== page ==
Each year, the Martin Luther King, Jr. holiday occurs with the usual fanfare–parades, speeches, a day off work, and calls to engage in consumerism. Multicultural gatherings abound throughout the U.S. where we regale each other with tales of racial inequities long past and metaphorically pat ourselves on the back for our progressivism: “Racism was a problem back then but Dr. King fixed that. We have a Black President. If that’s not proof we’ve overcome, then what is?”
We trot out examples of black “achievement” with no mention of the fact that these admirable people are still “firsts” and “onlys.” We list the places black people can engage politically, live, and entertain themselves without talk of gerrymandering, redlining, and gentrification. We celebrate forward motion without reflecting on the past while turning a blind eye to the present. To do otherwise is to challenge the belief that we live in an inclusive society where racism is anathema.
This collective delusion encourages whitewashing Martin Luther King, Jr.’s legacy. It removes radical elements of his work and personality considered undesirable and unlikeable in favor of a saintly, sanitized image of passive benevolence. It reframes his specific and strategic mission of eliminating social, political, and economic disparities for blacks to being the savior of all. It strips him of his humanity and transforms him into a magical negro whose sole purpose is to help white people. It causes well-meaning allies and racists alike to use him as a cudgel against black people who dare to affirm their lives matter. It purports his assassination was a random act of violence rather than the culmination of government-sanctioned terrorism.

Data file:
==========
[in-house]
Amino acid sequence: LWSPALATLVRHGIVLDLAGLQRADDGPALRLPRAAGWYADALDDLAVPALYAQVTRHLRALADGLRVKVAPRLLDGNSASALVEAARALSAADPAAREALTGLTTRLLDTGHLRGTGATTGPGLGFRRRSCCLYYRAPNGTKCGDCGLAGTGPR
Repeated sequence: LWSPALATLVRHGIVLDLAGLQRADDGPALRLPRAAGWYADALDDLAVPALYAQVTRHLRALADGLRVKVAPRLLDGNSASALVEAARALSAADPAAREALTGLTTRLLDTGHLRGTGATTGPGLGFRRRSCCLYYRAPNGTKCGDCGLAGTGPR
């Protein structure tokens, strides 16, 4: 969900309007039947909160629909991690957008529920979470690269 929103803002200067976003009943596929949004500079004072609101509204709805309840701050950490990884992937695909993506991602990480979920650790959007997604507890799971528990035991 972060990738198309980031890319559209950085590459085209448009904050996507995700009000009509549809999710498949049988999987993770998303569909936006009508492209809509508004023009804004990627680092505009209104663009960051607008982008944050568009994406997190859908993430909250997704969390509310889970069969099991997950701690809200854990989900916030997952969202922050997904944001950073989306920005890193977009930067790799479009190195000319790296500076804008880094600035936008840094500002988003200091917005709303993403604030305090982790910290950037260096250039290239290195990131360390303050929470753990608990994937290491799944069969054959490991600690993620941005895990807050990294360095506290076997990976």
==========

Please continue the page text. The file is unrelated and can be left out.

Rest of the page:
This year, put aside what you’ve been taught and what you think you know. Critically examine and challenge the pervasive and harmful false narrative surrounding Martin Luther King, Jr. Follow the conversations at #MLKAlsoSaid and join the efforts of Reclaim MLK.
If you truly believe in fighting for justice and equality, let it be more than just words. Take action.